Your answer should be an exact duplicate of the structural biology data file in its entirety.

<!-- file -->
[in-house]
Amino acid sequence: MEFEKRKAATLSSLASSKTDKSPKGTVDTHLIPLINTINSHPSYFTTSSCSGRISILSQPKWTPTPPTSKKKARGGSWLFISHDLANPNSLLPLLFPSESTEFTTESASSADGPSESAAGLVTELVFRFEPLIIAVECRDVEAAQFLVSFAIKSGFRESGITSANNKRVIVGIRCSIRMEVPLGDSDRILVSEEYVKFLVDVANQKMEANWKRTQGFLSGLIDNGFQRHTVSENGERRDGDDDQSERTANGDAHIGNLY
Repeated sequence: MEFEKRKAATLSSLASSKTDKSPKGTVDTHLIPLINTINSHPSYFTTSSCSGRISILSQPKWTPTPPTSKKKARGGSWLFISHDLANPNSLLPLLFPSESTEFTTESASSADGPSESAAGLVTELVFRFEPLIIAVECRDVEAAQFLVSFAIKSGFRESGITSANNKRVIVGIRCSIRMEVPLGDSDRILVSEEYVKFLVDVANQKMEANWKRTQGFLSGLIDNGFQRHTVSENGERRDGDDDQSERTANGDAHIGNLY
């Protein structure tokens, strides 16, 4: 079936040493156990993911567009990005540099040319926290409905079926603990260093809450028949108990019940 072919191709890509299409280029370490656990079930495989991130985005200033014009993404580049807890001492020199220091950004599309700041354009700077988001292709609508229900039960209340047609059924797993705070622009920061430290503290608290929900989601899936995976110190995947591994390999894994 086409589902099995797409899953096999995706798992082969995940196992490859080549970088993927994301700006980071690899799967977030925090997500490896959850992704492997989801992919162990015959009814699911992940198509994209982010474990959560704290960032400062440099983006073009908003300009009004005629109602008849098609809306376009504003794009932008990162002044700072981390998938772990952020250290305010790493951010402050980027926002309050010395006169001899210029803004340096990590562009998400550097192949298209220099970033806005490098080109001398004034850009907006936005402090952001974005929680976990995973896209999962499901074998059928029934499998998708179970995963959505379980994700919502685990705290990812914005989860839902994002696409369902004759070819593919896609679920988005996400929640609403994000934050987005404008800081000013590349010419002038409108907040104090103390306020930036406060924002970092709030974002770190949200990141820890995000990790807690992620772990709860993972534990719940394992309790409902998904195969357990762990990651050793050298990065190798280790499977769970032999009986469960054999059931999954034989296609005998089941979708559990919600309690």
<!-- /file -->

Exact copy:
[in-house]
Amino acid sequence: MEFEKRKAATLSSLASSKTDKSPKGTVDTHLIPLINTINSHPSYFTTSSCSGRISILSQPKWTPTPPTSKKKARGGSWLFISHDLANPNSLLPLLFPSESTEFTTESASSADGPSESAAGLVTELVFRFEPLIIAVECRDVEAAQFLVSFAIKSGFRESGITSANNKRVIVGIRCSIRMEVPLGDSDRILVSEEYVKFLVDVANQKMEANWKRTQGFLSGLIDNGFQRHTVSENGERRDGDDDQSERTANGDAHIGNLY
Repeated sequence: MEFEKRKAATLSSLASSKTDKSPKGTVDTHLIPLINTINSHPSYFTTSSCSGRISILSQPKWTPTPPTSKKKARGGSWLFISHDLANPNSLLPLLFPSESTEFTTESASSADGPSESAAGLVTELVFRFEPLIIAVECRDVEAAQFLVSFAIKSGFRESGITSANNKRVIVGIRCSIRMEVPLGDSDRILVSEEYVKFLVDVANQKMEANWKRTQGFLSGLIDNGFQRHTVSENGERRDGDDDQSERTANGDAHIGNLY
């Protein structure tokens, strides 16, 4: 079936040493156990993911567009990005540099040319926290409905079926603990260093809450028949108990019940 072919191709890509299409280029370490656990079930495989991130985005200033014009993404580049807890001492020199220091950004599309700041354009700077988001292709609508229900039960209340047609059924797993705070622009920061430290503290608290929900989601899936995976110190995947591994390999894994 086409589902099995797409899953096999995706798992082969995940196992490859080549970088993927994301700006980071690899799967977030925090997500490896959850992704492997989801992919162990015959009814699911992940198509994209982010474990959560704290960032400062440099983006073009908003300009009004005629109602008849098609809306376009504003794009932008990162002044700072981390998938772990952020250290305010790493951010402050980027926002309050010395006169001899210029803004340096990590562009998400550097192949298209220099970033806005490098080109001398004034850009907006936005402090952001974005929680976990995973896209999962499901074998059928029934499998998708179970995963959505379980994700919502685990705290990812914005989860839902994002696409369902004759070819593919896609679920988005996400929640609403994000934050987005404008800081000013590349010419002038409108907040104090103390306020930036406060924002970092709030974002770190949200990141820890995000990790807690992620772990709860993972534990719940394992309790409902998904195969357990762990990651050793050298990065190798280790499977769970032999009986469960054999059931999954034989296609005998089941979708559990919600309690």